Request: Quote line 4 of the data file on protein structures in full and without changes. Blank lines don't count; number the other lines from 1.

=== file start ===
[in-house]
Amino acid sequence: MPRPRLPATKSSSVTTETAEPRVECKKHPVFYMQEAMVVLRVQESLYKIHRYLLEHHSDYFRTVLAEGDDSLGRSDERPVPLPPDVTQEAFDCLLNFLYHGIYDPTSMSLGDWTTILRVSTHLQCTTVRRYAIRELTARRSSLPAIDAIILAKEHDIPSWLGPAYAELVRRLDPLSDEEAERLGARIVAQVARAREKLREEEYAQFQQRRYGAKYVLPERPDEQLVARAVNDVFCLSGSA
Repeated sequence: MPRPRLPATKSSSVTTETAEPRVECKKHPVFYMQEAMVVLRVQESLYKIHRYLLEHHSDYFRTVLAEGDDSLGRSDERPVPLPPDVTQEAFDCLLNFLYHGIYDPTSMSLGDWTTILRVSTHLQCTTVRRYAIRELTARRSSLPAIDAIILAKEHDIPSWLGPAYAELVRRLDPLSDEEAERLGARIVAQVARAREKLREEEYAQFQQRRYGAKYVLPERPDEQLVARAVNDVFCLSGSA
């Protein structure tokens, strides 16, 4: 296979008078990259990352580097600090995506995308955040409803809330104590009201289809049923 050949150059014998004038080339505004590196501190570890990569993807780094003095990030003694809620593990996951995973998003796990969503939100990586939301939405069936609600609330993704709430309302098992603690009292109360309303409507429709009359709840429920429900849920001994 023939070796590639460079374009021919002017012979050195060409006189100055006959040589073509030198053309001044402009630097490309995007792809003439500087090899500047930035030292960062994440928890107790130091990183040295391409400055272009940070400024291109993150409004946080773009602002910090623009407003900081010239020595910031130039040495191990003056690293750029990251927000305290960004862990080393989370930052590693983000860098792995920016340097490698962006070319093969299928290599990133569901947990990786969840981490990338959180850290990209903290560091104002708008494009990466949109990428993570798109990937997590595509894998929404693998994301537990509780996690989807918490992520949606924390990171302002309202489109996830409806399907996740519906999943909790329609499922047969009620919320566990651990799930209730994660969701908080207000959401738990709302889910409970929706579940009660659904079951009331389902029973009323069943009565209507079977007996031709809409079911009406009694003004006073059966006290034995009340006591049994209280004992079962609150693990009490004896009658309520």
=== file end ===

């Protein structure tokens, strides 16, 4: 296979008078990259990352580097600090995506995308955040409803809330104590009201289809049923 050949150059014998004038080339505004590196501190570890990569993807780094003095990030003694809620593990996951995973998003796990969503939100990586939301939405069936609600609330993704709430309302098992603690009292109360309303409507429709009359709840429920429900849920001994 023939070796590639460079374009021919002017012979050195060409006189100055006959040589073509030198053309001044402009630097490309995007792809003439500087090899500047930035030292960062994440928890107790130091990183040295391409400055272009940070400024291109993150409004946080773009602002910090623009407003900081010239020595910031130039040495191990003056690293750029990251927000305290960004862990080393989370930052590693983000860098792995920016340097490698962006070319093969299928290599990133569901947990990786969840981490990338959180850290990209903290560091104002708008494009990466949109990428993570798109990937997590595509894998929404693998994301537990509780996690989807918490992520949606924390990171302002309202489109996830409806399907996740519906999943909790329609499922047969009620919320566990651990799930209730994660969701908080207000959401738990709302889910409970929706579940009660659904079951009331389902029973009323069943009565209507079977007996031709809409079911009406009694003004006073059966006290034995009340006591049994209280004992079962609150693990009490004896009658309520």